When asked, Hornbeck said the affected rooms were in different locations and not confined to just one group of classrooms or offices at the open-air school.

A question brought up by some in the community centered around the role air ducts could play in this kind of situation. While he was unable to speak to the age of the filters at Walton and when was the last time they were changed, Hornbeck did confirm that all of the school’s filters were being replaced.

“In general, for your house and anywhere, you want to clean your duct system every so often because it does accumulate dust and dander; [it] doesn’t have to be mold that is making you not breathe very well in a respiratory sense,” he said. “When we take those apart, we are HEPA vacuuming, cleaning, and treating things up in there.”

He added there are plans to do a “complete duct cleaning throughout the school during its downtime”

“It doesn’t necessarily need it right not but, that makes it that much better and be a good bandage until they replace this place,” Hornbeck said.

Replacing Walton Elementary has been a topic of conversation for, at least the last two years, dating back to 2017 when the school division’s core committee told the county board of supervisors the facility, along with Beazley Elementary needed to be replaced due to their age and both being open-air schools, which are difficult to lock down in security situations. Last week, Pennycuff said last Friday Walton “is the top priority for replacement for the Prince George County School Board.”

Discussion of the new school have not moved much in 2019 as the debate about its location continues, a fact confirmed by Prince George County Administrator Percy Ashcraft.

“There have been private discussions between members of [the board of supervisors] and members of the school board, but as far as it being an agenda item where it was discussed by my board in its entirety, it would have been that work session in December,” he said, referring to an early December 2018 meeting where supervisors were briefed on the tax impacts of the school, which is currently estimated to cost over $30 million to build.

When asked, Prince George School Board vice-chair Lewis Stevenson did not comment on the the school board’s position on the ongoing cleaning at Walton or the current state of the proposed elementary school, differing to school division superintendent Renee Williams.

“We have decided we’re going to have a consistent message coming from the school board office from Renee [Williams],” Stevenson said.

The parking lot at Walton Elementary School was empty Monday, save a number of Capital Fire and Water vehicles as crews worked to clean the school following environmental assessments that showed concerning air quality readings. (Michael Campbell/The Prince George Journal)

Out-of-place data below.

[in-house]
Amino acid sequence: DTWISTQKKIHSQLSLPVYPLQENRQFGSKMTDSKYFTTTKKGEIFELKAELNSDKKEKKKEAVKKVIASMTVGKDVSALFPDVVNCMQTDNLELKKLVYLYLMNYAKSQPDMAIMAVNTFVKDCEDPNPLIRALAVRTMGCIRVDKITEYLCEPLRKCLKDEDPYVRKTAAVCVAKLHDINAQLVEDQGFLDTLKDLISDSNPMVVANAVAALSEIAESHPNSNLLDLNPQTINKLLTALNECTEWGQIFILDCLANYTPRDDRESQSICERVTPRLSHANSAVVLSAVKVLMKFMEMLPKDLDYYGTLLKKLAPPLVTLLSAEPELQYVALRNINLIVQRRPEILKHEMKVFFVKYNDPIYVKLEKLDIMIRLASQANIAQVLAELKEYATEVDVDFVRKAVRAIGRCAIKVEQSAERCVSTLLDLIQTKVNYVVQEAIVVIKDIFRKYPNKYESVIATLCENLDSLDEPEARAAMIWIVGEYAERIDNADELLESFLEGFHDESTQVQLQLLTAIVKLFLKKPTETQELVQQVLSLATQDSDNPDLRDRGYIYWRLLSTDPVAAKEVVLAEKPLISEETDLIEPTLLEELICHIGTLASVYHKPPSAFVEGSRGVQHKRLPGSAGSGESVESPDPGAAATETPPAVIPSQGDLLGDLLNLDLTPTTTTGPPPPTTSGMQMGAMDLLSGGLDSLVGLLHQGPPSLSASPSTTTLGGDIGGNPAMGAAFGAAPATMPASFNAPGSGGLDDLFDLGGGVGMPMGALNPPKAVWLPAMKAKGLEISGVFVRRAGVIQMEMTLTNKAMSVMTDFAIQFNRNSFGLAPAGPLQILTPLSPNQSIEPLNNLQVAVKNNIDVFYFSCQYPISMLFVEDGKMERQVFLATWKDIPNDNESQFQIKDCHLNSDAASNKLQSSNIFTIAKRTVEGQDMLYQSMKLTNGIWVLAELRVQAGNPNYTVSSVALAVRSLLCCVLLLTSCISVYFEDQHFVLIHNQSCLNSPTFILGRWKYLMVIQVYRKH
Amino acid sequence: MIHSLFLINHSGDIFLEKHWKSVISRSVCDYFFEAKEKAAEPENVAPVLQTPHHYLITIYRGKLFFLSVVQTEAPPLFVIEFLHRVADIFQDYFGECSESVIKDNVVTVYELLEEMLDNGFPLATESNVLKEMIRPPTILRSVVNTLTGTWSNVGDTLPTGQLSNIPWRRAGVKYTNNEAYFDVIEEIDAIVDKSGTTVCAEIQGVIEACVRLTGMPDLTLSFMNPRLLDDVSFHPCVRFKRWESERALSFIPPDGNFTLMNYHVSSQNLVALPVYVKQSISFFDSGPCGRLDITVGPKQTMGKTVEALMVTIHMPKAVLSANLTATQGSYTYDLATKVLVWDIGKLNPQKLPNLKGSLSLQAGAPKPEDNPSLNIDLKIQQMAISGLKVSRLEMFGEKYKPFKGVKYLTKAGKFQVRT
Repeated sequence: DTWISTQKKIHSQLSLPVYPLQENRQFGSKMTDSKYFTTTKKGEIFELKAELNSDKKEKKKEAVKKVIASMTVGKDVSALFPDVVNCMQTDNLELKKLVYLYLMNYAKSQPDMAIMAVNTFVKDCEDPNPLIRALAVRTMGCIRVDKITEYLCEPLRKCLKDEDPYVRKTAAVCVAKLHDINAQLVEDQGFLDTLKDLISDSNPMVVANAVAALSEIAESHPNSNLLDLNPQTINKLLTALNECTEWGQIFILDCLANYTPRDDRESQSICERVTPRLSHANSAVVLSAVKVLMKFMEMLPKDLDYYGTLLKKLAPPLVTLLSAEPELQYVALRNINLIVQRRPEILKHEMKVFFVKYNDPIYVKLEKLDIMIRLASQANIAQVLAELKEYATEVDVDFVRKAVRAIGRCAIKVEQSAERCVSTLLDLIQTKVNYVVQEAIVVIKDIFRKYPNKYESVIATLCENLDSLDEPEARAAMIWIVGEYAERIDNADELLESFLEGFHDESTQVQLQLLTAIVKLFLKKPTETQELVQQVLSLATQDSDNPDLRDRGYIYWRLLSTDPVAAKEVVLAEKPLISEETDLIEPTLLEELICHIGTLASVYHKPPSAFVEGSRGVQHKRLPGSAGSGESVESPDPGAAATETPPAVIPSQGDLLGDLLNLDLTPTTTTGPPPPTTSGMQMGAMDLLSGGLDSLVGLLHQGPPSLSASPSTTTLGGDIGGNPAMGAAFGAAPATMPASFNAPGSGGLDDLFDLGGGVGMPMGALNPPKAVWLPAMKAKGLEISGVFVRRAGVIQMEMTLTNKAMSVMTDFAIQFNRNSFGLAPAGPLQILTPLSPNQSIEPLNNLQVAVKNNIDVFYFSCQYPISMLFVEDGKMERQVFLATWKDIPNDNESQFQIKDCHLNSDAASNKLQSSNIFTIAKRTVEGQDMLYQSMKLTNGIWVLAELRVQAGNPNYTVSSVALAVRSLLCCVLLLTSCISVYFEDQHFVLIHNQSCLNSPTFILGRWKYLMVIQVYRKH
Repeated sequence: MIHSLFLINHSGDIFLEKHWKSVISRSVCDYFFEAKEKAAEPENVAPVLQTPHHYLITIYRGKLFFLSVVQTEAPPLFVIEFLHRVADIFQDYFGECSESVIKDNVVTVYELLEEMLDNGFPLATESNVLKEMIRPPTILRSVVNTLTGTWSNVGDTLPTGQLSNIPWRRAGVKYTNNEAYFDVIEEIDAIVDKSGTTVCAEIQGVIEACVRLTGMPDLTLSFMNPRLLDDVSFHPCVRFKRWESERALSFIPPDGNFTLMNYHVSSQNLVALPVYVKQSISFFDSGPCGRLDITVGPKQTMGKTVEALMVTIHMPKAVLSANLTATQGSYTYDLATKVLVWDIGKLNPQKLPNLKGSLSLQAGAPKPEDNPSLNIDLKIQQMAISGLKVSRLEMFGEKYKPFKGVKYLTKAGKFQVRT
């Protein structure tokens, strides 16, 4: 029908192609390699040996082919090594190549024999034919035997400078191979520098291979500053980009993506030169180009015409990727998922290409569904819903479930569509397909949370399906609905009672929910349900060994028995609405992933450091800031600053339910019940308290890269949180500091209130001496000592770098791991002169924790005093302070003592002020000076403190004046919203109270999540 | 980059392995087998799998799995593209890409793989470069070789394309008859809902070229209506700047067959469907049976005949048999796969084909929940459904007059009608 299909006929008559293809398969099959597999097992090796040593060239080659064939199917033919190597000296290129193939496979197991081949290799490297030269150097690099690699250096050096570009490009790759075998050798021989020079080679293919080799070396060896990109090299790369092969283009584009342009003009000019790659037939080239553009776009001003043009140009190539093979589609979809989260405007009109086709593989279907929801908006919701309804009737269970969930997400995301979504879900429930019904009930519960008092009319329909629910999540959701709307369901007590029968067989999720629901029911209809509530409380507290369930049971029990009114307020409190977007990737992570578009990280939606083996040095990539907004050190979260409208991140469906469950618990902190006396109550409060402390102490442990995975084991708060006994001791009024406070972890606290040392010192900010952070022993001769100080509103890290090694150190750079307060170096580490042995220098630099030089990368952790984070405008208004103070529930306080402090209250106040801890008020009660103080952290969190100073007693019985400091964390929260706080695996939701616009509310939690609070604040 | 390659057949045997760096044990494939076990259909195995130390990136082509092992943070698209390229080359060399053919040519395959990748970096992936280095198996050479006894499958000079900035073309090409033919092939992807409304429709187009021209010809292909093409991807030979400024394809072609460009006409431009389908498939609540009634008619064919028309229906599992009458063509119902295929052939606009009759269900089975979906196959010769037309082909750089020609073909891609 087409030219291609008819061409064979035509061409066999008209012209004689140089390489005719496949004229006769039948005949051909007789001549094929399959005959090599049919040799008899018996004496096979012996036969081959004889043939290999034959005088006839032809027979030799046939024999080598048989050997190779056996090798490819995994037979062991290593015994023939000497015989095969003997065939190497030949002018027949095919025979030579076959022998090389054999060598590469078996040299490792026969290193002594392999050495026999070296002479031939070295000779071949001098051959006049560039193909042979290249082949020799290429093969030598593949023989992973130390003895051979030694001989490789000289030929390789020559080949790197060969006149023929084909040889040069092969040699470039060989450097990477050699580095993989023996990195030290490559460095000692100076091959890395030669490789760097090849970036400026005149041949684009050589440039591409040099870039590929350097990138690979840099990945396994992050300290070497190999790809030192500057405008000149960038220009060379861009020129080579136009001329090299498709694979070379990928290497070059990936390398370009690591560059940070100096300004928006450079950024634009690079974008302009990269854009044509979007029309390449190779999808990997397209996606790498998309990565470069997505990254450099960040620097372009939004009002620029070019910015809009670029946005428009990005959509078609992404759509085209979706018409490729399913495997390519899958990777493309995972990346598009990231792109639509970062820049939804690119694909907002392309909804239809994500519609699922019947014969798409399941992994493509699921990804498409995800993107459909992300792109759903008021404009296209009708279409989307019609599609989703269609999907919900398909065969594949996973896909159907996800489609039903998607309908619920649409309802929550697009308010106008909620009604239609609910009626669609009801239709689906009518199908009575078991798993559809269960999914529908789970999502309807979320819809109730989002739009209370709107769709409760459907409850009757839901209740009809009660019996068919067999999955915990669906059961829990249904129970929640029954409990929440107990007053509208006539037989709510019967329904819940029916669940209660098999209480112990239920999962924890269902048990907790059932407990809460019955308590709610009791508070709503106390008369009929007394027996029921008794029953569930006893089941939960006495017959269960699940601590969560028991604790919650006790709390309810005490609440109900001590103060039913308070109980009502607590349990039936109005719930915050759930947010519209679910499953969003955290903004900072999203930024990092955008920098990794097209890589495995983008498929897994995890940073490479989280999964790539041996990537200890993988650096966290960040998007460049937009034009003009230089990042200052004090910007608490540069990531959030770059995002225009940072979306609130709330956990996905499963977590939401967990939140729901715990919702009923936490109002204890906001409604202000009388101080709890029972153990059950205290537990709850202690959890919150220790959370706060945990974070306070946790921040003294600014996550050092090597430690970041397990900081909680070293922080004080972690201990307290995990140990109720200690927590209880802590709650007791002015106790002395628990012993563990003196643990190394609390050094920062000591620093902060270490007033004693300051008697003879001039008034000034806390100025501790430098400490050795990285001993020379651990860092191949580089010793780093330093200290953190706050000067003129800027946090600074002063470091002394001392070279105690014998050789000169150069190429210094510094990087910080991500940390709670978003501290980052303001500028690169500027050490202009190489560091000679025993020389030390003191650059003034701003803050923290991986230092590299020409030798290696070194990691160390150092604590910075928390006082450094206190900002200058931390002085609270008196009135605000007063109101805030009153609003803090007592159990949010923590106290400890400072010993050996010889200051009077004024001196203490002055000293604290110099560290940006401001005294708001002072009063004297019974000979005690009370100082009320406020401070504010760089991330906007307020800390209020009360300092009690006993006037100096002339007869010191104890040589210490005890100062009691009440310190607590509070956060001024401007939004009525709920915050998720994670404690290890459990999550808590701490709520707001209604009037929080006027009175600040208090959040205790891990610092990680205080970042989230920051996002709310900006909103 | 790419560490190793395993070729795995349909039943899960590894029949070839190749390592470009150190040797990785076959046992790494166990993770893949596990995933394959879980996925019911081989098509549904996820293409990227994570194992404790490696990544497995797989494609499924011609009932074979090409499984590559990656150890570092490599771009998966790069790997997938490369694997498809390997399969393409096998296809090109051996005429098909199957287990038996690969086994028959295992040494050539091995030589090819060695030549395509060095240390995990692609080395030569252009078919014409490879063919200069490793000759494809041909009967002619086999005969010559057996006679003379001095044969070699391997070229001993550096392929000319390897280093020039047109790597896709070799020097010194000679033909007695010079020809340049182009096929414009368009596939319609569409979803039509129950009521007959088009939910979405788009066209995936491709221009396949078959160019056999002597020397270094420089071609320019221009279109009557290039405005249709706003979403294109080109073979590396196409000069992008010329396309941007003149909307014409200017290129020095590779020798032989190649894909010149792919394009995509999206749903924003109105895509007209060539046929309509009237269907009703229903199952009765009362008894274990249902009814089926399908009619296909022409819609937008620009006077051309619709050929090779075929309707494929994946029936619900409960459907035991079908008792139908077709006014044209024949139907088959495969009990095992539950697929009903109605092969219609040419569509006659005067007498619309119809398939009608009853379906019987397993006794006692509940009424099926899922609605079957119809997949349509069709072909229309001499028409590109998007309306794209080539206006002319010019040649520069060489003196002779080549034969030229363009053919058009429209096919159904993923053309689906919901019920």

As for Walton, Hornbeck, the father of a young daughter, said he felt taking on the job was the right thing to do for the community and wants parents to feel confident in having their children return to school Wednesday.

“I have a daughter myself who is in preschool and I only took this job because I felt like, ‘Hey, if I was that parent, what would I want for my own kid.'” Hornbeck said. “We have plenty of work, we didn’t need to come do this but my guys worked on this all weekend.”

He continued, “When I saw the kids running around the playground at recess, I thought that I couldn’t leave them stranded. So, we came in and we did it right,” adding that they enlisted a third-party company to come in and do their own testing to confirm that the cleaning was thorough.

While he said only eight rooms were cleaned by his crews, Hornbeck explained the reason was “because no data showed from the sampling that anything was needed” to be done in the rooms that were not serviced by his crews.

“The data showed the people did it and it is well enough for any child, parent, teacher,” he said. “I can assure them when they come back Wednesday that these classrooms are good to go for them.”

He also offered praise to school officials during his interactions with Prince George County Public Schools.

“Pretty much every school board member and administrator has been all over this so they have been with me every step of the way and they have been jumping on this once it escalated to this level,” Hornbeck remarked. “We have been talking all night and all morning. I am in the office at four in the morning getting it going again and being out here. They have been really good about this.”

As of this report, students are expected to return to Walton Elementary School on Wednesday, February 13.

Copyright 2019 by Womack Publishing